The Court managed to conclude in 2012 that the Obamacare “penalty” is actually a tax, which is an odd formulation. A state-imposed fine for not carrying car insurance, for example, shouldn’t be interchangeable with excise or income taxes, but that’s what the Court concluded, nonetheless.
It is important to note that state penalties for a lack of car insurance are allowable at the state level, but not the federal level. (See: Tenth Amendment.) But those jurisdictional boundaries got murkier in 2015’s King v. Burwell, the second big challenge to Obamacare in 2015. The Court ruled, incoherently, that the “United States” could be ambiguously interchangeable with a “State” in constitutional interpretation. This is a ludicrous proposition that has no basis to be found in the Constitution, only in similarly “penumbral” interpretations.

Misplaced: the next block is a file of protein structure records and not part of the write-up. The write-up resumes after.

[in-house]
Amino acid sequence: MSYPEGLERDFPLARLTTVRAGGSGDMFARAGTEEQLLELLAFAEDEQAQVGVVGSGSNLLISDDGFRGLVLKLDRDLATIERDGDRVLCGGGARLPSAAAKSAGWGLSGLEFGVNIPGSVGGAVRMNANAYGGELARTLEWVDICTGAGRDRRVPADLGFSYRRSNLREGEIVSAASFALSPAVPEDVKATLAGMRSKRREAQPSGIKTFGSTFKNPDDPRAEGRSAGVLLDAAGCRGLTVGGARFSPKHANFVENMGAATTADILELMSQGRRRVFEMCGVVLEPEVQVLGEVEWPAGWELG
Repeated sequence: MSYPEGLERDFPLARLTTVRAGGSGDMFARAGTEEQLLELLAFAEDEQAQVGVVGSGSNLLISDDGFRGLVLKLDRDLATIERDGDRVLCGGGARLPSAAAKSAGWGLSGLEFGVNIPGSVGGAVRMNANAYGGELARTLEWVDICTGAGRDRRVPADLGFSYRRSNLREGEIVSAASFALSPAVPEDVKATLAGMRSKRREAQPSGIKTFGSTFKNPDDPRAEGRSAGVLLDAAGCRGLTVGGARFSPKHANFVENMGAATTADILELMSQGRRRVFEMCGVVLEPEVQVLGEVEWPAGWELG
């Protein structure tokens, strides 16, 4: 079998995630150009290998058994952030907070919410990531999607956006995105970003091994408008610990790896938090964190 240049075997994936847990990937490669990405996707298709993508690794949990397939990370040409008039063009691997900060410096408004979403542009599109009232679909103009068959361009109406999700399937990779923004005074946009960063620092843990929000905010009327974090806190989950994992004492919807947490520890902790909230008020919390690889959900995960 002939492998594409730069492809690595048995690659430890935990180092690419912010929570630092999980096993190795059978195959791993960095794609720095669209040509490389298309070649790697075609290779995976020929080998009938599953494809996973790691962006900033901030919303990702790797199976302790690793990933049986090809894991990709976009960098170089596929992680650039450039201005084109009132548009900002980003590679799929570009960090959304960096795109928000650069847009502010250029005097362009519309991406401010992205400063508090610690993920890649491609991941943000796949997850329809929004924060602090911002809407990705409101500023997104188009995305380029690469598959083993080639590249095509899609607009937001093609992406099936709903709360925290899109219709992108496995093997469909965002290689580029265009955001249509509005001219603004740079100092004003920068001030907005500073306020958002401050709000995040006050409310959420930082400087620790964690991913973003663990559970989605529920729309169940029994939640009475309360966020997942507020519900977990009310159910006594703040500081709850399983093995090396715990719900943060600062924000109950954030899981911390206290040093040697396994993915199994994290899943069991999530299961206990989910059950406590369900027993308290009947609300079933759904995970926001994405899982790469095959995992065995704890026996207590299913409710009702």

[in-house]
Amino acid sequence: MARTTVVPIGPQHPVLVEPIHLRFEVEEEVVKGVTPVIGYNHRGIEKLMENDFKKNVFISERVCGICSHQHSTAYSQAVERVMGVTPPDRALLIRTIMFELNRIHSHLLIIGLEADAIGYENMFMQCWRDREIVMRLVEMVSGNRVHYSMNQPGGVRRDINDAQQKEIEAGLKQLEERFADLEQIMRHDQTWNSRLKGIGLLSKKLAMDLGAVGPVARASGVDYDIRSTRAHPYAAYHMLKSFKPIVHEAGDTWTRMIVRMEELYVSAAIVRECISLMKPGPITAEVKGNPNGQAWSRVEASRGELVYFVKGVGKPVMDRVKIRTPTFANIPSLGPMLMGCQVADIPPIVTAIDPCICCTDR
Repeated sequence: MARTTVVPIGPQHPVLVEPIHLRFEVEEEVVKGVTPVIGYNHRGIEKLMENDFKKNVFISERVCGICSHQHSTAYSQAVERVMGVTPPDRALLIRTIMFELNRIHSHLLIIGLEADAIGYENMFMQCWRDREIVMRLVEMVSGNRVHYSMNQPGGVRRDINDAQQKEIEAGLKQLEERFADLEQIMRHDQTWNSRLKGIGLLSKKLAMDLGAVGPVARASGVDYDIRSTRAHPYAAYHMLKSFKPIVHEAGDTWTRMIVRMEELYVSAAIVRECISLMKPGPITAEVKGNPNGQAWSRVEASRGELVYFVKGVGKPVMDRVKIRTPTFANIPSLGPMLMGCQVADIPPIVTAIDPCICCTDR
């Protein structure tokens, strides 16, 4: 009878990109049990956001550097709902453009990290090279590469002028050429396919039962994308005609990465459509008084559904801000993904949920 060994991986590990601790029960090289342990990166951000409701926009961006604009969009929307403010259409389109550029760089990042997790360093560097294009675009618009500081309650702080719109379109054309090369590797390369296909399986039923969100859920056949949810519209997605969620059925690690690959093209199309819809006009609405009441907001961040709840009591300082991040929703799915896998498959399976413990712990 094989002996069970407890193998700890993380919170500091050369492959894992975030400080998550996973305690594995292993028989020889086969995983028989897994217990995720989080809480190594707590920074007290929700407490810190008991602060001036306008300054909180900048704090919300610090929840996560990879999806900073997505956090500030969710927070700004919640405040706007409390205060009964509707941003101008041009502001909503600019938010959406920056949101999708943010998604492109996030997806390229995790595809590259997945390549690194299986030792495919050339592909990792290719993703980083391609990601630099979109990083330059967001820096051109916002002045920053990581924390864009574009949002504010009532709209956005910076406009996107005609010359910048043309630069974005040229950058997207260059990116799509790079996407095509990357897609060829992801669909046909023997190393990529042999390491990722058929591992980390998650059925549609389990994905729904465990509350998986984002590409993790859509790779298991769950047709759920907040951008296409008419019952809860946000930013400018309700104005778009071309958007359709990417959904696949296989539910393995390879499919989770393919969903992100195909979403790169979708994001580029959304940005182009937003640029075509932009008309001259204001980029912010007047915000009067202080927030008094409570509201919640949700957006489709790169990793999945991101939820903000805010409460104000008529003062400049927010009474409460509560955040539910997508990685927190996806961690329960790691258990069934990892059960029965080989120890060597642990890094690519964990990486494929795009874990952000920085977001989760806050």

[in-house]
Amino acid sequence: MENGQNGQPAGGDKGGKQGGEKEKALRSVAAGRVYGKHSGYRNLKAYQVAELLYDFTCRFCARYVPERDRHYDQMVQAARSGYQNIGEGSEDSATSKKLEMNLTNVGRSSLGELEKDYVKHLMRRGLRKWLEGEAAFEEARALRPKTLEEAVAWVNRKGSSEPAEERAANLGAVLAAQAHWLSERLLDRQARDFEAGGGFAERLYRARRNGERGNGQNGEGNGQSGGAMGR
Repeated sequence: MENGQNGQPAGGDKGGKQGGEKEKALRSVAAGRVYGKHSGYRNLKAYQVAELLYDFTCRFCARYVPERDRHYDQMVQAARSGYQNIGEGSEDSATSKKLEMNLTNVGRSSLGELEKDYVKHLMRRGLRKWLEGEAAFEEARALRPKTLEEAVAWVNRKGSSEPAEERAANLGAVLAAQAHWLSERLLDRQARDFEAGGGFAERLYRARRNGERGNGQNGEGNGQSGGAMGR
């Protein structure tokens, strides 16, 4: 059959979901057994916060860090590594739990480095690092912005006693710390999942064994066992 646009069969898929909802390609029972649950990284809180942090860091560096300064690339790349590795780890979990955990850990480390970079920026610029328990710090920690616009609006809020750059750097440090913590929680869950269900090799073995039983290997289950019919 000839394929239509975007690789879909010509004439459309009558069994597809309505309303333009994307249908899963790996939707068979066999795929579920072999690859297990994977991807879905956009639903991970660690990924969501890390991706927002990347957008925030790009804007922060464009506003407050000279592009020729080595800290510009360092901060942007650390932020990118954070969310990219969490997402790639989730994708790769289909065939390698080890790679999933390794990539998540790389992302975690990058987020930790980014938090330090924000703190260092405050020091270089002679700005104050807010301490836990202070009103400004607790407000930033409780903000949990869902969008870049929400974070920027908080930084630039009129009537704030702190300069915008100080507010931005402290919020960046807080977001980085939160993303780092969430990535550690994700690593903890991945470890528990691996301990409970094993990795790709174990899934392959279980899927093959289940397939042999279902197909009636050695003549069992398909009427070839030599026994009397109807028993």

Furthermore, consider that an unenforceable law isn’t a law -- it’s little more than a documented suggestion. The same goes for taxes. Taxes are ostensibly vital for the functioning of government. Therefore, if you don’t pay your taxes, you will be penalized and coerced to pay. If you fail to meet the IRS penalties and timetables, men with guns will come to your home and take you to jail. If that were not the truth, then a government tax would not be a government tax.
Obamacare was stripped of its enforcement mechanism in 2017. Without it, Obamacare’s mandate can no longer be understood to be a tax. And without understanding the individual mandate as a tax, it no longer maintains the implied Court protections of stare decisis.
In his dissenting opinion for California v. Texas, Alito distills this recent history thusly:
No one can fail to be impressed by the lengths to which this Court has been willing to defend the ACA against all threats. A penalty is a tax. The United States is a State. And 18 States who bear costly burdens under the ACA cannot even get a foot in the door to raise a constitutional challenge. So a tax that does not tax is allowed to stand and support one of the biggest Government programs in our Nation’s history. Fans of judicial inventiveness will applaud once again. [Emphasis added]